In this regard, the viticultural practices to reduce ethanol content in wine act to manage grapes sugar content through different approaches such as reducing leaf area (defoliation or topping of shoots; Martinez de Toda et al., 2013; Poni, 2014), pre-harvest irrigation to cause a significant delay of ripening (Mendez-Costabel, 2007), application of growth regulators to postpone ripening (Symons et al., 2006) and manage harvest date (Bindon et al., 2013). At pre-fermentative stage the reduction of sugar concentration in must could be achieved by dilution of grape must with water (depending of country regulation) or using nanofiltration technologies (Harbertson et al., 2009; García-Martín et al., 2010). Another pre-fermentative strategy to remove sugar from must could be the addition of glucose oxidase enzyme (Pickering, 2000). The ethanol reduction in wine could be also achieved at post-fermentation stage. In this regard, it is possible to mention the blending of low-high alcohol wines or physical removal of alcohol from wine with membrane-based system, vacuum distillation and supercritical CO2 extraction (Gambuti et al., 2011; Kontoudakis et al., 2011; Schmidtke et al., 2012).

S. cerevisiae is not the Best Yeast Species for Reducing Alcohol Levels in Wine

Development and application of yeast strains showing below normal alcohol production has been a recurrent objective for wine biotechnology for more than 20 years, starting even before increasing ethanol content in wines was widely perceived as a problem. Low alcohol production by yeasts might be related with two distinct metabolic features, alcohol tolerance, or ethanol yield on sugar. Traditional scientific literature on wine yeast often use the term fermentative power, to refer to the amount of alcohol produced by different yeast strains from natural or synthetic grape must (Lopes et al., 2006). Due to the assay conditions, this parameter is mainly related to alcohol tolerance, and tells little about the usefulness of yeast strains for alcohol level reduction. Indeed, oenological use of yeast strains having low fermentative power would result in either stuck fermentation or the starter being quickly replaced by native yeasts.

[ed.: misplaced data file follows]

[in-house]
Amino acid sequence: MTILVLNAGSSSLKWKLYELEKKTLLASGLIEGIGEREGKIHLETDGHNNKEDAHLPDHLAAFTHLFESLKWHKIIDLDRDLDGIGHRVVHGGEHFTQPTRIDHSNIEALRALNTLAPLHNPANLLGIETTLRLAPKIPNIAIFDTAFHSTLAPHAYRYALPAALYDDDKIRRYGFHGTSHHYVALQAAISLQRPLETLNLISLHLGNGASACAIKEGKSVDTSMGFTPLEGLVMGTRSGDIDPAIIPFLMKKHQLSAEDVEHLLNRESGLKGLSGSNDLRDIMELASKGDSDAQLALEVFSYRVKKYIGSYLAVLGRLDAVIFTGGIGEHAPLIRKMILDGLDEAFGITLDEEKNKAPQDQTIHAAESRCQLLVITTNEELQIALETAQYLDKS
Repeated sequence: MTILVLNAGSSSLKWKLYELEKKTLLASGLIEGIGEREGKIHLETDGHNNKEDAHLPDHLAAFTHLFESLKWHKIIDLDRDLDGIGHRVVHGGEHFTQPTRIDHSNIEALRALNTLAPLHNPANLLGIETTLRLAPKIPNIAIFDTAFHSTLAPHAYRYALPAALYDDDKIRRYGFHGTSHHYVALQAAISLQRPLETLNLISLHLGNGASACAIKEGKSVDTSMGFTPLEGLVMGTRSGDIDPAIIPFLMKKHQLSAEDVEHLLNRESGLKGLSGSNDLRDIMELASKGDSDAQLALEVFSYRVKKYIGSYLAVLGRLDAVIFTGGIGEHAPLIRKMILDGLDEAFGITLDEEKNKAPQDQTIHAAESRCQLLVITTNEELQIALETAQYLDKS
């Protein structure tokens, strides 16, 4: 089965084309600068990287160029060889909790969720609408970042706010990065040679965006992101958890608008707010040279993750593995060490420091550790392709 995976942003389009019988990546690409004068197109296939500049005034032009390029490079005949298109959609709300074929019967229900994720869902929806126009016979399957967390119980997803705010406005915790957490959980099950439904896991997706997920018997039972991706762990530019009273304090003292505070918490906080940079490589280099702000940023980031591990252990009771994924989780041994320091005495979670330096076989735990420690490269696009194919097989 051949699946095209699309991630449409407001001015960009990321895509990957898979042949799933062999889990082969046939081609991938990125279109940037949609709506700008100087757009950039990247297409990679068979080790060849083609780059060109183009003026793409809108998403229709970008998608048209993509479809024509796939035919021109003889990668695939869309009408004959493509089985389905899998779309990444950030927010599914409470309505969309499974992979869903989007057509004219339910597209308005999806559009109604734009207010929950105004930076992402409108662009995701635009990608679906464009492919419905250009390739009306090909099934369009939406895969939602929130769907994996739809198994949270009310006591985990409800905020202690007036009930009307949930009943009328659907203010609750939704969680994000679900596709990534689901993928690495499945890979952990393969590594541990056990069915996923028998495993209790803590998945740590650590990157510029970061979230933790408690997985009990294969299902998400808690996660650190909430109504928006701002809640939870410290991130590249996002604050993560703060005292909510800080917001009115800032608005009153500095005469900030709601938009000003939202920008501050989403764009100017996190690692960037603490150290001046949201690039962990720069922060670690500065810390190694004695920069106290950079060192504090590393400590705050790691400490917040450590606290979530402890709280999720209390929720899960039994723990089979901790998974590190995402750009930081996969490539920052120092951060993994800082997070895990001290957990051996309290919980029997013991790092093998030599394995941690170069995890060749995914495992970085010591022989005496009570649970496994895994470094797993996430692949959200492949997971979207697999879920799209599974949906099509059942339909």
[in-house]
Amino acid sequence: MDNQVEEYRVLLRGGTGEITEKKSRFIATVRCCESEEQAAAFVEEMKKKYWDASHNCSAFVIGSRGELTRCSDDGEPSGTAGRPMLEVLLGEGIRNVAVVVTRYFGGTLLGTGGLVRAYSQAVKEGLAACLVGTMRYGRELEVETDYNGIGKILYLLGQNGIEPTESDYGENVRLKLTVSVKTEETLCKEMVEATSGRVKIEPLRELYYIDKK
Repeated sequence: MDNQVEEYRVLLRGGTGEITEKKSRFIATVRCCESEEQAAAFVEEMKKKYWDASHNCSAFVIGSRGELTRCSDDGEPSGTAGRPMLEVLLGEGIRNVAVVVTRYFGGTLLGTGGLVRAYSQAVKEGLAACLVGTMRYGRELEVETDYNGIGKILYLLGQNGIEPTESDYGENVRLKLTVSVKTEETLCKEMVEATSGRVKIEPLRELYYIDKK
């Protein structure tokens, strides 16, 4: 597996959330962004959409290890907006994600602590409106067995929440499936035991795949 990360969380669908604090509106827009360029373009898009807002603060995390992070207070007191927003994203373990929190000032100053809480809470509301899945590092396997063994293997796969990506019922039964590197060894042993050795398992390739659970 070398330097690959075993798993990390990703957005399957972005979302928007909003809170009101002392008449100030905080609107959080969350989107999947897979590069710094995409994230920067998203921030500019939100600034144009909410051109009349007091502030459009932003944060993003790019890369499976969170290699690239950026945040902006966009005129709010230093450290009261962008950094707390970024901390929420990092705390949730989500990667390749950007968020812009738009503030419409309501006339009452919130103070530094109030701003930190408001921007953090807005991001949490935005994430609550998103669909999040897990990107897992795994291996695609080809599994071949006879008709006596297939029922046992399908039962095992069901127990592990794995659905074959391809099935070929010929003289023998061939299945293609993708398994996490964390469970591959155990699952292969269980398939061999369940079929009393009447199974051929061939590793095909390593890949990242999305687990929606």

To attain a relevant alcohol level reduction in wine (fermented to dryness), the appropriate yeast metabolic trait to take into account is alcohol yield on sugar. Ethanol yield on sugar is formally expressed as grams of ethanol produced per gram of glucose or fructose consumed (g/g). The rule of thumb says consumption of 17 g/L of sugar will result in an increase of 1% v/v in alcohol content. Not surprisingly, being Saccharomyces cerevisiae the main yeast species responsible of alcoholic fermentation during winemaking, it has almost invariably been the species of choice for all research efforts aiming to reduce ethanol yields. However, evolution has shaped this species to quickly and efficiently produce ethanol from sugars under most environmental conditions, following the make-accumulate-consume life strategy (Piskur et al., 2006). Although, some natural variability can be found among wild isolates of this species, the distribution of ethanol yield values is rather narrow (around the values mentioned above).

Researchers have designed several alternative genetic engineering approaches in order to partially redirect S. cerevisiae normal carbon flux, starting with the overexpression of GPD1 or GPD2, coding for isozymes of glycerol 3-phosphate dehydrogenase. The choice of GPD genes was additionally driven by glycerol contribution to sweetness, smoothness and wine body. Other strategies aiming to reducing alcohol yields also involve genetic manipulation of the central carbon and energy metabolism of S. cerevisiae. Target genes include for example PDC2, coding for pyruvate decarboxylase; ADH1, coding for alcohol dehydrogenase; or TPI1, coding for triose phosphate isomerase. An excellent review by Kutyna et al. (2010) gathers additional genetic engineering strategies in order to reduce alcohol yield during wine fermentation. However, a recent experimental evaluation of genetic modifications to develop low ethanol yield wine yeast strains concluded that overexpression of GPD1 was the most efficient strategy to lower alcohol yield (Varela et al., 2012). Also in agreement with early studies in this field (Remize et al., 1999; Cambon et al., 2006) they found overexpression of GPD1 resulted in the overproduction of some metabolites negatively affecting wine quality. In order to avoid these drawbacks additional genetic modifications were required (Cambon et al., 2006; Ehsani et al., 2009). Metabolic pathways mentioned in this paragraph are summarized in Figure 1.

FIGURE 1
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FIGURE 1. Metabolic pathways involved in ethanol production by Saccharomyces cerevisiae. Genes targeted by genetic engineering strategies mentioned in the text are indicated in black boxes.